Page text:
The Iranian state TV reported on September 2 that two Saildrone Explorer USVs were temporary seized by a Moudge-class frigate, Jamaran, because they were jeopardizing maritime safety in the Red Sea. The US Navy said that Iran released the USVs after an intervention from two of its Arleigh Burke-class guided-missile destroyers, the USS Nitze and the USS Delbert D. Black.
The unnamed US official told The Wall Street Journal that it was not clear if the Iranians kept the cameras, or if they fell off when the Iranians hauled the drones out of the Red Sea and later put them back in the water.
Other official said that the cameras, radars and other equipment installed on Saildrone Explorer USVs are commercially available and aren’t classified technology. Despite of this, seizing the USVs could give Iran a better idea of the system’s capabilities.
The 23-feet-long Saildrone Explorer combines wind-powered propulsion technology and solar-powered meteorological to achieve a mission duration of up to 12 months.
Earlier this week, the US Navy announced that it had prevented a support ship from Iran’s Islamic Revolutionary Guard Corps Navy from capturing a Saildrone Explorer in the Persian Gulf. Iranian refuted these accusations, claiming that the USV was temporary seized because it posed a danger to maritime traffic.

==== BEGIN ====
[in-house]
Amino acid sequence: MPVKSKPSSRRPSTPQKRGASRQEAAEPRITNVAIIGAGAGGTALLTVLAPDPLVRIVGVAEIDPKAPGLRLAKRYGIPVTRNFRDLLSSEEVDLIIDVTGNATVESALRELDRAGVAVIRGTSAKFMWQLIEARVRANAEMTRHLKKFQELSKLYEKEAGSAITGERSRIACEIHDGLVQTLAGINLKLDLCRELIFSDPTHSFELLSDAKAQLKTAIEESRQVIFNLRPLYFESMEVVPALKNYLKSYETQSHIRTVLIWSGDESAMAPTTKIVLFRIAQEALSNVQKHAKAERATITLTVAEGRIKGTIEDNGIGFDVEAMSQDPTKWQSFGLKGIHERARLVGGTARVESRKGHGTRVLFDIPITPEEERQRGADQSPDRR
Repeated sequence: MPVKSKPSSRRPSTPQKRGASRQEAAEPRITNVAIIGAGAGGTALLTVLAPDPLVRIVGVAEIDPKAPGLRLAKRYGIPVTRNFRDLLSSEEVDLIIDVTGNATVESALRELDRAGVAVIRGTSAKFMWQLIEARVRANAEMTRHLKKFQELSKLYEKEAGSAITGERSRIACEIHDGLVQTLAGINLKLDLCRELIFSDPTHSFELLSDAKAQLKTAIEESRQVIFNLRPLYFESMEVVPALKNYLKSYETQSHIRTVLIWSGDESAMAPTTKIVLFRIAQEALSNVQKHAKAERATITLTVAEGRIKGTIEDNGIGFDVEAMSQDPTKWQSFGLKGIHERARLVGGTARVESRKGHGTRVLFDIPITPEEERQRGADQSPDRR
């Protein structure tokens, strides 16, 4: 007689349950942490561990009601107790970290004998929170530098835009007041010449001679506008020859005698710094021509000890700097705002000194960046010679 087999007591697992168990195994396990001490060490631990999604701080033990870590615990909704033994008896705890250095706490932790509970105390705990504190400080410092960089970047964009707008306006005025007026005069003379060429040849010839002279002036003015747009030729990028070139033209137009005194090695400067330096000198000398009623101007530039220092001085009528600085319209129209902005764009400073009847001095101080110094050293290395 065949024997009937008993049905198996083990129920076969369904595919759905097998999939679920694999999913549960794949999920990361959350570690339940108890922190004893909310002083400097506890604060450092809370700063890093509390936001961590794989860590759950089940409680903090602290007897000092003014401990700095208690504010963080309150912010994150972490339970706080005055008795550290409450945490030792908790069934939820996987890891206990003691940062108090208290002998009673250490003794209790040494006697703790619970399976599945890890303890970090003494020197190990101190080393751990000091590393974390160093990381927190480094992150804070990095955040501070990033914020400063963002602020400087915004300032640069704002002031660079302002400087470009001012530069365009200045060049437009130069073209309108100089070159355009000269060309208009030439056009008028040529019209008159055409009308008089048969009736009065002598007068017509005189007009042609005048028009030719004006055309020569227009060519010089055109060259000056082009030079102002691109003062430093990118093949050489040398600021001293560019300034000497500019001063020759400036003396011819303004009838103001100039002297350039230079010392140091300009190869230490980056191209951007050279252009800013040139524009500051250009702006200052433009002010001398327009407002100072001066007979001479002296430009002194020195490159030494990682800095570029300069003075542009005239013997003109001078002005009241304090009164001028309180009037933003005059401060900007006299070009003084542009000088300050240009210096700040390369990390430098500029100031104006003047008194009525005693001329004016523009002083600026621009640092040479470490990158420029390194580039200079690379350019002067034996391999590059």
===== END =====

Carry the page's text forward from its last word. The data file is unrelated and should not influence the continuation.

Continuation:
The US Navy 5th Fleet, which is based in Bahrain, established last year a special task, known as Task Force 59, to rapidly integrate unmanned systems and artificial intelligence with its operations. The unannounced object of the task force is to monitor Iran’s activities at sea and potential threats.
It’s worth noting that the 5th Fleet area of operations encompasses nearly 2.5 million square miles of water area and includes the Persian Gulf, Gulf of Oman, Red Sea and parts of the Indian Ocean.